About The Song
Certain songs feel like they’ve always existed, to the point where it’s strange to imagine them as being new, as being songs that people would hear on the radio for the first time. “Hit The Road Jack” is one of those. As we experience it today, it’s less a song, more of an all-purpose signifier of the idea that someone should get out. It’s what plays over the PA at the hockey arena when someone get sent to the penalty box. But of course, before all that, it was a pop single.
It’s a slight song, less than two minutes. The setup is simple: The woman knows she’s stuck with someone who isn’t worth shit, and she’s kicking him out. The guy begs and pleads for another chance, but he knows it’s hopeless. They’re following a script, and they know it. Maybe they’ve had this argument before. Maybe this really is the end. But the contours of it will always be familiar.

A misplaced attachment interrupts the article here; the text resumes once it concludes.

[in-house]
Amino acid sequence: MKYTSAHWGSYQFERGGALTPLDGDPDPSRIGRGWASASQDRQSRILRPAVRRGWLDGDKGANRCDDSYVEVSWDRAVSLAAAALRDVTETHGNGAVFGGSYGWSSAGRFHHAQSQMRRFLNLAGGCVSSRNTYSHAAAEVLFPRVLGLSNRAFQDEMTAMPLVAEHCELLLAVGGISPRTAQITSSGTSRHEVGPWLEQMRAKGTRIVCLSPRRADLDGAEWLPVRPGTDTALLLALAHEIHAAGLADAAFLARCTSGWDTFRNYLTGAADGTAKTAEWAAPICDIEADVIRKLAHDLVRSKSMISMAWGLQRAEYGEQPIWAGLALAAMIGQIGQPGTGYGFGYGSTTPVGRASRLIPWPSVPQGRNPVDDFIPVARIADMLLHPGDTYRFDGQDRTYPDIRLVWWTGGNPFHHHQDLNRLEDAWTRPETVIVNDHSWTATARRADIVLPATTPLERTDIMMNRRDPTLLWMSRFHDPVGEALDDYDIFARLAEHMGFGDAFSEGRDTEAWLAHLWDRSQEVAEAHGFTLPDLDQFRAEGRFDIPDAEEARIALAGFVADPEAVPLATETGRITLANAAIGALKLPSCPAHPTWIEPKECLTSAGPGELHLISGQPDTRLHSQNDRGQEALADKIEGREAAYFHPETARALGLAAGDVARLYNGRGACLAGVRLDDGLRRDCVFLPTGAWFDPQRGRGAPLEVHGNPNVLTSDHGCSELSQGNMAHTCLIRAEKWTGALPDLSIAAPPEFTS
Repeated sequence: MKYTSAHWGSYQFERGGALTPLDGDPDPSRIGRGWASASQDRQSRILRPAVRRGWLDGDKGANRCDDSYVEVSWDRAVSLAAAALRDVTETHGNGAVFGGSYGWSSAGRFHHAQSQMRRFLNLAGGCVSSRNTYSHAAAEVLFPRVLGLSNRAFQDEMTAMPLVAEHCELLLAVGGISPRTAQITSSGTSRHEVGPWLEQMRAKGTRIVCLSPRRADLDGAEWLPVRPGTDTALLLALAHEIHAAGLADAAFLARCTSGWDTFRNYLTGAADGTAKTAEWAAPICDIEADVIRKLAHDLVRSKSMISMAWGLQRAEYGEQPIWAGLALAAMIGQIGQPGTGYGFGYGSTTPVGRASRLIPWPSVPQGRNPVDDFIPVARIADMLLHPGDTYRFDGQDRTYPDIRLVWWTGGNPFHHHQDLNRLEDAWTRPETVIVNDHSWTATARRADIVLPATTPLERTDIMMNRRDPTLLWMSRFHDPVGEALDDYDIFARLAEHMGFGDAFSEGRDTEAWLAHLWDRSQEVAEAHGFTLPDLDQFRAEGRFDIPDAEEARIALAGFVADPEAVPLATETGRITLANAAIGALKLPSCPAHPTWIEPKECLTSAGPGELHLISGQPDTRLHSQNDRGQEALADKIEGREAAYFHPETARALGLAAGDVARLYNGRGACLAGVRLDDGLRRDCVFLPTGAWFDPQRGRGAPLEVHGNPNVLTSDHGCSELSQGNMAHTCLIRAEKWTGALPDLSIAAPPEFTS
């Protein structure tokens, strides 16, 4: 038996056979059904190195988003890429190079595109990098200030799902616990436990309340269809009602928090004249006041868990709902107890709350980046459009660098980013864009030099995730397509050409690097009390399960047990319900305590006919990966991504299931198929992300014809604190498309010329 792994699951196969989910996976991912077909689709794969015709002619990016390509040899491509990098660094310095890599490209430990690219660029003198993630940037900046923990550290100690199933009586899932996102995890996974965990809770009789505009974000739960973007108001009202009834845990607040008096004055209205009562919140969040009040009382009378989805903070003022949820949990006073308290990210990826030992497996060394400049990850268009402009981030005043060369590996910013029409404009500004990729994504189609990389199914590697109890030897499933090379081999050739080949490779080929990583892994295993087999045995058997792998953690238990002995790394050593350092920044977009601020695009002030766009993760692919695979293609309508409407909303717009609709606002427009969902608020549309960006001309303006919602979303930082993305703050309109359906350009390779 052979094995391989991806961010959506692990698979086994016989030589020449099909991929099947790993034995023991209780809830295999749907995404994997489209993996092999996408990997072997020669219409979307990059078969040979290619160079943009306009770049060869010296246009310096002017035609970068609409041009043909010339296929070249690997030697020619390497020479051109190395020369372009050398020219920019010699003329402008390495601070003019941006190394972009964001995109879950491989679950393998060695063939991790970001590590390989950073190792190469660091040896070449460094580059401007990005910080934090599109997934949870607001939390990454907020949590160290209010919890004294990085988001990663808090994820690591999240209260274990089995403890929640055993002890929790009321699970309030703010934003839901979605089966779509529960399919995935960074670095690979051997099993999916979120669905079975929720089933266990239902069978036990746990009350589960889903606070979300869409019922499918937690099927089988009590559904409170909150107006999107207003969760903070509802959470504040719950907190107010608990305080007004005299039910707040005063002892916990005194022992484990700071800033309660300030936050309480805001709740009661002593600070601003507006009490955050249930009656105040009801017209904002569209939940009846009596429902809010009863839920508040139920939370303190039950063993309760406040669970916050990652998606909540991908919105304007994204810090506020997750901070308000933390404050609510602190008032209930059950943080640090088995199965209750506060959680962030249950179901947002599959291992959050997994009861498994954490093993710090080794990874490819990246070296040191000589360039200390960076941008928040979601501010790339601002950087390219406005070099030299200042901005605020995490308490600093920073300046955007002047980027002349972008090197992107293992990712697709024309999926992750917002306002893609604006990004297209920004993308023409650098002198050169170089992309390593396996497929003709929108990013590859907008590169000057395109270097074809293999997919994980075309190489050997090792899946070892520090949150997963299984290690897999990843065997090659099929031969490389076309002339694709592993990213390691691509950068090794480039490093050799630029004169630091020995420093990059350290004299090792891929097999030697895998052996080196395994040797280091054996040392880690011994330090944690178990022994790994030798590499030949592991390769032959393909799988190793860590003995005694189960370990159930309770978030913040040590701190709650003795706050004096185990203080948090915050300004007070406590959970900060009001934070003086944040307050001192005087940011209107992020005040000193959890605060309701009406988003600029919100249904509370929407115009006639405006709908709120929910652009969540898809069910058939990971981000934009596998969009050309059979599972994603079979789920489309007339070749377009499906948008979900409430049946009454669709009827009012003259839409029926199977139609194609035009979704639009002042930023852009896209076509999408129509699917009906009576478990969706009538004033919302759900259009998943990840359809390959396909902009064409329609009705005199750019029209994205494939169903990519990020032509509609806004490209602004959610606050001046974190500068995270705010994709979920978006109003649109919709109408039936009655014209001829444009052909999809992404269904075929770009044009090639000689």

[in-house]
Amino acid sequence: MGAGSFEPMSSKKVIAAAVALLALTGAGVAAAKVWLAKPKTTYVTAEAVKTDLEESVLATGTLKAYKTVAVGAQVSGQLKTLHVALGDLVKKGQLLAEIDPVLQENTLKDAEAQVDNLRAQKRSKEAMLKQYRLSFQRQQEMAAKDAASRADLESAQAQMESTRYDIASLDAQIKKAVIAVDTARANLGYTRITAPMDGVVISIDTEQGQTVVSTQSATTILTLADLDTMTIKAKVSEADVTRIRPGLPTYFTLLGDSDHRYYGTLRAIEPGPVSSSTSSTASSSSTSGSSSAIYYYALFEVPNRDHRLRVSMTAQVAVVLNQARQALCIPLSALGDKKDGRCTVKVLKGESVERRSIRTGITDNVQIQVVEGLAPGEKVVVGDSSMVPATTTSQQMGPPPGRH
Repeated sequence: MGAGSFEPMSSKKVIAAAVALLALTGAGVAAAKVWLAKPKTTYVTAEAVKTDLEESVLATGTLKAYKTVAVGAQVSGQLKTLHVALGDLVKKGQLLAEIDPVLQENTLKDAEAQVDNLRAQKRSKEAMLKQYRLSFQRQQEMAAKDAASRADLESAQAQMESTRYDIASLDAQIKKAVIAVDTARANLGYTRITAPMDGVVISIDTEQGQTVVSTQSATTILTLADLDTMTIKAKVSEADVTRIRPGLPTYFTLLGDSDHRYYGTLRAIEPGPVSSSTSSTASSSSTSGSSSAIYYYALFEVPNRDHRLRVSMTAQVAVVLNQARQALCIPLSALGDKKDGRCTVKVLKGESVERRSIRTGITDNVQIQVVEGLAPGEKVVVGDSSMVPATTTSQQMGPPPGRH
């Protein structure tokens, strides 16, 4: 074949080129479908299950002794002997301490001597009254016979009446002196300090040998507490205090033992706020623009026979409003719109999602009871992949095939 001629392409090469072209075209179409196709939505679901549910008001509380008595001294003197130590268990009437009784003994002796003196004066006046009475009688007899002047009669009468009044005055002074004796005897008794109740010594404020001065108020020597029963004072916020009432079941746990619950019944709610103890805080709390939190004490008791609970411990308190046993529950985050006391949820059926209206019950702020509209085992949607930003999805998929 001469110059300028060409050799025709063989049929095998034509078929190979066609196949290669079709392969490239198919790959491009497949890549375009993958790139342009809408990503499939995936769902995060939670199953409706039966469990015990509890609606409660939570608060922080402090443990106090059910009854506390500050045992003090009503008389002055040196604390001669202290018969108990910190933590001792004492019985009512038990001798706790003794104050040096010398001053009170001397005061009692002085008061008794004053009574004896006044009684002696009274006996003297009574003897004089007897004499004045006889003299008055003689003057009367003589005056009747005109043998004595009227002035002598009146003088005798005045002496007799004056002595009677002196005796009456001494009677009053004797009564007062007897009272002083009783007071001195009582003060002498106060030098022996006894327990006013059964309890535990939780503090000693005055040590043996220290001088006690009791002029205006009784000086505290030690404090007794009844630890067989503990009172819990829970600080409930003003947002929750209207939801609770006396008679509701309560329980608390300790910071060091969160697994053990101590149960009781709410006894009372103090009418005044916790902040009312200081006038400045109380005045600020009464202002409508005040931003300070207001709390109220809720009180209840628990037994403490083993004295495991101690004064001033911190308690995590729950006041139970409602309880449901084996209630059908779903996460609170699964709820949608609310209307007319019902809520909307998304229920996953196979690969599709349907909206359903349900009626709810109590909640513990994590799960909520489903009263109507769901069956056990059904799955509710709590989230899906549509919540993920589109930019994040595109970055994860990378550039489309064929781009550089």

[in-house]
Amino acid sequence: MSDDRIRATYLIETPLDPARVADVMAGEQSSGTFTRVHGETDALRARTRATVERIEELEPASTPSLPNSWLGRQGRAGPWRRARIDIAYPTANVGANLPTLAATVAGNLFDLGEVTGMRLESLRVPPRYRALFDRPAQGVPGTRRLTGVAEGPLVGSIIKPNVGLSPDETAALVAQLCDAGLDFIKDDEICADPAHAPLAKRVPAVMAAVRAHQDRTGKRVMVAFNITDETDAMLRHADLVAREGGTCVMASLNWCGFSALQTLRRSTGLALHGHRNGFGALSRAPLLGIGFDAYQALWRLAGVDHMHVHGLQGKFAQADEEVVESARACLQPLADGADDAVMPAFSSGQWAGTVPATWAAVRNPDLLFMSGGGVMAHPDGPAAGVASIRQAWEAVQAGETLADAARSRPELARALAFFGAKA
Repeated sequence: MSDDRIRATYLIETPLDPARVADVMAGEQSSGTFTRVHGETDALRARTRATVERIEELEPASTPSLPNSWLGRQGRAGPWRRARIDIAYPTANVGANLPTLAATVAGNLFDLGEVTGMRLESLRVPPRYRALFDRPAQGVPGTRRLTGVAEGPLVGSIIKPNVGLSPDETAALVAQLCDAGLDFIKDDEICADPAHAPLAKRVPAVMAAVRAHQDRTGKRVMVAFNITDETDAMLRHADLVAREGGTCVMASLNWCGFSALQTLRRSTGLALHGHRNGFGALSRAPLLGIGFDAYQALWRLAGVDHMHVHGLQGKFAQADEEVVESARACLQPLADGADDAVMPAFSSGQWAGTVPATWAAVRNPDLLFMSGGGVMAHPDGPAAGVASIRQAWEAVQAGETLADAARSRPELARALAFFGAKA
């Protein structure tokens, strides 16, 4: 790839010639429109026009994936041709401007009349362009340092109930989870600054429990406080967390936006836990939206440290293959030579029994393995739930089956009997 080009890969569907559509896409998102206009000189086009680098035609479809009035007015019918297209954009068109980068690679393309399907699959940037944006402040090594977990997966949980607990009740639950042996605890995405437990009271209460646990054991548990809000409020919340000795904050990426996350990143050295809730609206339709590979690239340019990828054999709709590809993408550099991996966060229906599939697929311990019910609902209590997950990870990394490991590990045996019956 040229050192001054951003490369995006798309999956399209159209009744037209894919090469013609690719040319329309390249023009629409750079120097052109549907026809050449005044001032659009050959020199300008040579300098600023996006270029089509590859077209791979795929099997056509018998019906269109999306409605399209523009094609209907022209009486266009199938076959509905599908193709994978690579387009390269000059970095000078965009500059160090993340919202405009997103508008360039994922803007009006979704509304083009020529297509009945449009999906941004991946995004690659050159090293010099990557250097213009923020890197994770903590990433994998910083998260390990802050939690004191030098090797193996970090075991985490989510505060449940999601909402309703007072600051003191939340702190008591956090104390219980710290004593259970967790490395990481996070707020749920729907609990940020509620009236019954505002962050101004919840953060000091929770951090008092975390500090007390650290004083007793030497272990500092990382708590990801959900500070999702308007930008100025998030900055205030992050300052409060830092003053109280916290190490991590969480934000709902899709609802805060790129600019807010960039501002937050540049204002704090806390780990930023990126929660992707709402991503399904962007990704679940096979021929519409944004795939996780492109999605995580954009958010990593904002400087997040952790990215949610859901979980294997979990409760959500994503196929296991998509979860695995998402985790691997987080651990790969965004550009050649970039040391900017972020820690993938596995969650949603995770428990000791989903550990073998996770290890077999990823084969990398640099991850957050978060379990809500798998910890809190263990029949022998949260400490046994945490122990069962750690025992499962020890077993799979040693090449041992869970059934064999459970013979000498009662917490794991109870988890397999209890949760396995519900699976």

Charles was a genius at straddling genre lines, and “Hit The Road Jack” is a fine example. It’s an R&B song, but it pulls some of its swagger from big-band jazz, and some of its intensity from rock ‘n’ roll. It sounds tough, and simple, but the sounds are there to get the story across. It’s not the work of transcendent genius that Charles’ “Georgia On My Mind” was, but it remains plenty durable anyway.